PENNSYLVANIA — Whether it is a presidential swing state or not, Pennsylvania is always a political battleground. With countless boroughs, school districts, the state legislature, and more in a near-constant state of electing, there is never a shortage of campaign news.
What there can be is a shortage of boots on the ground, particularly those with broader statewide perspectives. So it’s noteworthy that a Harrisburg-based political news site has managed to break traditional journalistic boundaries and maintain a high level of quality, authority, and urgency. It may not be the shape of things to come—and it shouldn’t be, at least not entirely—but it helps drive reporting in traditional outlets and sustain political conversation in the state.
PoliticsPA is owned by principals in public affairs and lobbying firms and has a full-time staff of one—managing editor Keegan Gibson. From its origins as a gossipy, insider site founded nearly a dozen years ago, it has become an indispensable source of links, number-crunching, and even smart analysis and original reporting, with Gibson’s own reporting and writing bolstered by a group of college interns. Today, the site’s approach is akin to some of the better political blogs from Pennsylvania newspapers, like The Morning Call’s Capitol Ideas and the Pittsburgh Post-Gazette’s Early Returns. But PoliticsPA’s plethora of daily links to Keystone State news outlets and blogs, as well as its mission to write smartly about nearly any political news here, means the site often offers politics junkies more than any of its peers.
Gibson, who came to the site in 2010 after heading new media for the late US Sen. Arlen Specter, likes to point out he started working for the lawmaker when Specter was a Republican and stayed with him when he became a Democrat—a status that mirrors the differing partisan affiliations of the site’s owners. The son of Harrisburg Patriot-News staff reporter Elizabeth Gibson, he continues to lift the site far beyond its Drudge-like roots.
“I consider myself a journalist. People ask me what I do, I say I’m a political reporter,” said Gibson. “It’s niche journalism. I cover the mechanics of campaigns. I’m on all the press lists, get tips, follow up on them, and do research.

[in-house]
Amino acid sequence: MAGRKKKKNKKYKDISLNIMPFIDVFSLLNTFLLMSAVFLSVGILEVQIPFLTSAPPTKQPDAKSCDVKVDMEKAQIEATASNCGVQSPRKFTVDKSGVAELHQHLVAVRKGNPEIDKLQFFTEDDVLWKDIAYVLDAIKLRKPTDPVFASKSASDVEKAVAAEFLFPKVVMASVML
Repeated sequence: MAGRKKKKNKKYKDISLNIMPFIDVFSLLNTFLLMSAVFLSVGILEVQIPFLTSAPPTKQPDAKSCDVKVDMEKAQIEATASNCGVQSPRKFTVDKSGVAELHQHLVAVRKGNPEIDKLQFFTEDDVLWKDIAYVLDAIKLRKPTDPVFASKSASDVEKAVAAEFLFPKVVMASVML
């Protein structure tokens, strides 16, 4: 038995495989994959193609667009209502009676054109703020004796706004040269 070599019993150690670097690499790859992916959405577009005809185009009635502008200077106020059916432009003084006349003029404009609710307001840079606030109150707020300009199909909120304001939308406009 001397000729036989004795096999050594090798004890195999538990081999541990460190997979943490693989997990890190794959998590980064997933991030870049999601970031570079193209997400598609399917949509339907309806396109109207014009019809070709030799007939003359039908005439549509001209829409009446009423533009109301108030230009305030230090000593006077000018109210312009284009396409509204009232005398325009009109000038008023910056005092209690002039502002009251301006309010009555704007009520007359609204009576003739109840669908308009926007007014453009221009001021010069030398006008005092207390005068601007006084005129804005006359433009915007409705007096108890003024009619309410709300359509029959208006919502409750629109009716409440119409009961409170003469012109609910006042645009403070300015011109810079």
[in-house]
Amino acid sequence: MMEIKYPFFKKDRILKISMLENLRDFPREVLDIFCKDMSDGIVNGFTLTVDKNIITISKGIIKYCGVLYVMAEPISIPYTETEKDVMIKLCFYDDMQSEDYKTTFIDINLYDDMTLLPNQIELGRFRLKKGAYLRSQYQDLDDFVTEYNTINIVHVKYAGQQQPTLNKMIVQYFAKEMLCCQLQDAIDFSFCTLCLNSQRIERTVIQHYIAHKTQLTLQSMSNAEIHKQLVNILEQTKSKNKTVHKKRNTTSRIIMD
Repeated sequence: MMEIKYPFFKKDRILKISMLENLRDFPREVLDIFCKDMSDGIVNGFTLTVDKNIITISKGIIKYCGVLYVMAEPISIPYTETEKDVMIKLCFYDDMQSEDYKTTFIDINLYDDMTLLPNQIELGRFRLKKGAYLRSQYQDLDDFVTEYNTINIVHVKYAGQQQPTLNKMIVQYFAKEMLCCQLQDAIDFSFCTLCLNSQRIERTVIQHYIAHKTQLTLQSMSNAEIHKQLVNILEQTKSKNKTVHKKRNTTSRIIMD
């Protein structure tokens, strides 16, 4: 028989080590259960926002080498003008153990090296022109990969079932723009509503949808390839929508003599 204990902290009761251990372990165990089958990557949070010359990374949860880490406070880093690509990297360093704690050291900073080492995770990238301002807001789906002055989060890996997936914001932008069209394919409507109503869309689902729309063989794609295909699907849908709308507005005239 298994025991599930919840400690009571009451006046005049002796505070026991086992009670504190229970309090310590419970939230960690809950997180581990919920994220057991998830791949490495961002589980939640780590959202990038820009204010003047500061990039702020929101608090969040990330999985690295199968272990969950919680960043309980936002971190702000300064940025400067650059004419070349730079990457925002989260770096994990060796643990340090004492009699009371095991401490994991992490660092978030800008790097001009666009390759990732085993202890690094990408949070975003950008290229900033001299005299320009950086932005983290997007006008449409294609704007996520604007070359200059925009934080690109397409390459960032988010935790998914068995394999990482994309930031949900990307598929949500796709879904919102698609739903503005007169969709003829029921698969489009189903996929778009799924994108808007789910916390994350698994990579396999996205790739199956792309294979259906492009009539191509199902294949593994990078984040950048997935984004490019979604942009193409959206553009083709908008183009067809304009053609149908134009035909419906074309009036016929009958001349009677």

“We watch Pennsylvania members of the delegation, how they play in big national stories, such as (US Rep. Allyson) Schwartz and (US Sen. Pat) Toomey on the budget,” he added. “We watch folks in Harrisburg, too. Imagine a candidate who gets up and gives a passionate speech on any topic they care about. We’re the guys who are looking at the political ramifications and political context of things that are going on.”
And for a niche operation, the site’s reach and influence is substantial. Its posts draw mentions in news stories, editorials, public radio shows, hosted political discussions, and reported blogs here in Pennsylvania. And Politico recently picked up its smart evaluation of voting for President Obama vs. US Sen. Bob Casey Jr. across the state, numbers crunched by one of the site’s interns.
Borys Krawczeniuk, a veteran political reporter at The Times-Tribune in Scranton, said the site helps fill the gap left as consistent reporting on government and politics has waned.
“It is very useful,” he said. “To campaigns, it’s a way of getting messages out first. They are instantly up on polling and keep you up to date on what’s going on. It’s a good digest of what campaigns are doing. I’ve not sensed any bias.”
And while the site doesn’t regularly do deep factchecking of those campaign messages, its posts offer useful information on ad spending and the sources of campaign cash, and often provide some basic scrutiny—as in an Oct. 23 look at an ad for GOP Senate candidate Tom Smith that noted, “in general the ‘war on coal’ theme may be off base.”
A key to its success is the distance its politically connected owners seemingly keep from the site.
David Urban, a former chief of staff for Specter and now a lobbyist, bought PoliticsPA with others in 2007. He saw it as an opportunity to cover a range of political goings on in D.C., Harrisburg, and beyond as legacy outlets cut back.